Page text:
Medicaid Waivers

An Introduction to Medicaid Waivers

Waiver services allow people with disabilities to receive long-term care services in the most integrated setting in their communities, rather than receiving care in an institutional setting.  These programs “waive” or remove some of the usual requirements for getting Medicaid services. (Source: DOH).  There are a variety of Medicaid waivers that serve children, adults, individuals of all ages. Additionally, they may serve individuals with certain conditions, including physical and mental disabilities, developmental disabilities, traumatic brain injuries, and medically complex conditions.

Named after the section of the Social Security Act that authorized it, the 1915c Medicaid Home and Community-Based Waiver (HCBS) Program allows States to design Medicaid funded programs as alternatives to institutionalization.

There are specific eligibility requirements, guidelines and rules, funding limitations, and participation limits for each of New York State’s current waivers. Generally, the cost of receiving services through a waiver needs to be less than the cost of services if the individual were placed in a nursing home or other institutional setting (18).

To be eligible for a Medicaid waiver, generally, an individual: (29)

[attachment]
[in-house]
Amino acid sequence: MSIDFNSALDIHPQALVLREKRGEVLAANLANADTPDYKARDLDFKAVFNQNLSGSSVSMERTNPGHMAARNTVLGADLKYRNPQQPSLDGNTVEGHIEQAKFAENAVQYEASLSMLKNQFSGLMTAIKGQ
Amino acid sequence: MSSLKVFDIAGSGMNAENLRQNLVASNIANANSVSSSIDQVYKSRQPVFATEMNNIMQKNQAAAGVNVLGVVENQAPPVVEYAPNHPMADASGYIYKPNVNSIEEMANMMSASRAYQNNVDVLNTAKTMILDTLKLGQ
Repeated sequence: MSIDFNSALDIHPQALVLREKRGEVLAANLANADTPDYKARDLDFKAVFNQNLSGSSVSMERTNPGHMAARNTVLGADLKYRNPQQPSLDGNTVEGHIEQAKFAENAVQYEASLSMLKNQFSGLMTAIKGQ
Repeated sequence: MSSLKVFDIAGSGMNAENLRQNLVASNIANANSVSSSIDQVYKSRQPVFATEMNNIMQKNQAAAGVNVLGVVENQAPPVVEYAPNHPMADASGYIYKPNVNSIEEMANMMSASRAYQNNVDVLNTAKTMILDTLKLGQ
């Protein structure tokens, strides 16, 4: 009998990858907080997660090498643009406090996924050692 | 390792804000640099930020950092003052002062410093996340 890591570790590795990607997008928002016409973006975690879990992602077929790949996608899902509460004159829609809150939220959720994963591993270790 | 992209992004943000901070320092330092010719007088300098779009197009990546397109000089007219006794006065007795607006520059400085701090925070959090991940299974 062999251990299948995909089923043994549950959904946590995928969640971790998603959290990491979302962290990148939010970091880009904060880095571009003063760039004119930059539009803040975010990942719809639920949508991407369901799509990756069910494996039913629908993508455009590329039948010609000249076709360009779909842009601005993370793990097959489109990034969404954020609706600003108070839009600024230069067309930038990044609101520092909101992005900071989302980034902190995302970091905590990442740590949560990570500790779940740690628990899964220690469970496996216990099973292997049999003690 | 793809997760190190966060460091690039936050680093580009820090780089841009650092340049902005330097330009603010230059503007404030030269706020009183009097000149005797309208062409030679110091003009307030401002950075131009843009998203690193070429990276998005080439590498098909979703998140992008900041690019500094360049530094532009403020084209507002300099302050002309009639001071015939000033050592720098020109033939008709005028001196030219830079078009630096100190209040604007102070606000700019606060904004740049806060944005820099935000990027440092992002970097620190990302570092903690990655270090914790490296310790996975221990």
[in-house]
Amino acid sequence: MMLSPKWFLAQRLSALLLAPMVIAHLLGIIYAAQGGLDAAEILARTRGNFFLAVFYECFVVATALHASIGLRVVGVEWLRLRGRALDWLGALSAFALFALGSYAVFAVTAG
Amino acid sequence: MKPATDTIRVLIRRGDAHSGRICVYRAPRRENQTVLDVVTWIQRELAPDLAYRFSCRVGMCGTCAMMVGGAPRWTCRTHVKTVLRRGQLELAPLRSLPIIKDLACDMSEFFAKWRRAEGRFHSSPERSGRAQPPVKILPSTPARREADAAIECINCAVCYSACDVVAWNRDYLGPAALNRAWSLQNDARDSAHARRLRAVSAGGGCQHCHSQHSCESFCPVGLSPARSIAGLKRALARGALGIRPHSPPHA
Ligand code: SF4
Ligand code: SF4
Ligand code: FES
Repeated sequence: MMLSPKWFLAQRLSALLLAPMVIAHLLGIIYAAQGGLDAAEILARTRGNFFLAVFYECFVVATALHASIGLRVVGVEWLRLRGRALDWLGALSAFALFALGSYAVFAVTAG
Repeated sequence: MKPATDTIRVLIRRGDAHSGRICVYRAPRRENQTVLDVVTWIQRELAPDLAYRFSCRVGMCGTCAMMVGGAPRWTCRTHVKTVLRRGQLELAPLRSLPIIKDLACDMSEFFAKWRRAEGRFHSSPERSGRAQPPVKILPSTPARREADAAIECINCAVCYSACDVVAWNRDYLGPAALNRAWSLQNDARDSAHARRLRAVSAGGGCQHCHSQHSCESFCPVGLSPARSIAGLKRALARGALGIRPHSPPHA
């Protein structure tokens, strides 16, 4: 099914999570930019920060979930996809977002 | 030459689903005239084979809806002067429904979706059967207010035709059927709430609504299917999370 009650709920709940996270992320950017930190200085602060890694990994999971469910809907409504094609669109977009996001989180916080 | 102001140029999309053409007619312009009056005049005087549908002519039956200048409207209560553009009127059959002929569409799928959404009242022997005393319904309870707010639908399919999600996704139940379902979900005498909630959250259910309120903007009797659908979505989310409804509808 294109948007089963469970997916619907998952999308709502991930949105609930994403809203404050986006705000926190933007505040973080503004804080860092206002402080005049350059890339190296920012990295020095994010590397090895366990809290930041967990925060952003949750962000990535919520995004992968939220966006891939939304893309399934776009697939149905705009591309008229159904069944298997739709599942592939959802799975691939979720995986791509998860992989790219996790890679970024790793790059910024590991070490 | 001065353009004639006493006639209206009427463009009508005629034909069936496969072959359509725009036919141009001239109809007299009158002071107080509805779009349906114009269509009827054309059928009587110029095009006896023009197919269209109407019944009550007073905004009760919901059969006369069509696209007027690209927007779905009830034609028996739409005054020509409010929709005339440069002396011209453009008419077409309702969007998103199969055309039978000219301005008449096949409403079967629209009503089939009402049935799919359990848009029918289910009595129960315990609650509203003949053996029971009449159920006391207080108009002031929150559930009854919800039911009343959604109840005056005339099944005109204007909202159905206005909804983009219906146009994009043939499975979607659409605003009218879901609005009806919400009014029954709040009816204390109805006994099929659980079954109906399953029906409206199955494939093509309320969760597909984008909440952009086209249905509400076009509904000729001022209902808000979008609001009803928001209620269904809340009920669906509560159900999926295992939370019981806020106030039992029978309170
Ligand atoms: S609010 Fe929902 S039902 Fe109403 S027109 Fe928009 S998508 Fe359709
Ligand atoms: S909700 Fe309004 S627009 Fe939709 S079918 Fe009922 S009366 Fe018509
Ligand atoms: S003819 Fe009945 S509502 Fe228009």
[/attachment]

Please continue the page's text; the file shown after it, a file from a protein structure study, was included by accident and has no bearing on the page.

• Needs to be eligible for institutional level of care because of their disability
  • Has a disability that causes a “functional impairment,” as determined by the local Department of Social Services and is based on a review of the person’s Activities of Daily Living (ADL)
  • Must be eligible for Medicaid
    • A person has limited financial resources and assets. This eligibility could include a cost sharing based on a aperson’s monthly income.
    • In some pediatric programs such as Care at Home, a child may be Medicaid-eligible based on his/her parent’s income and/or resources -OR- the child is ineligible for Medicaid due to the parents’ excess income and/or resources, but becomes eligible when parents’ income and/or resources are not counted. (Source: DOH)

The Role of State and Local Agencies

The New York State Department of Health manages all of the New York State Medicaid waivers either directly or through other state agencies (OPWDD, Office of Children and Family Services, Office of Mental Health).

For children and youth enrolled in Medicaid waiver programs, enrollment is conducted through the State Department of Health (NYSDOH) through the local Department of Social Services; or the Office For People With Development Disabilities (OPWDD) through the regional Developmental Disability Services Organizations (DDSO).

Contact information for all of New York State’s DDSO’s can be found at:

It is important for families to build a strong relationship with state agencies through their regional offices, and directly ask for assistance and up-to-date information to access the assistance and support they need long before their children reach the age limit for transition to adult programs. (Source: DOH)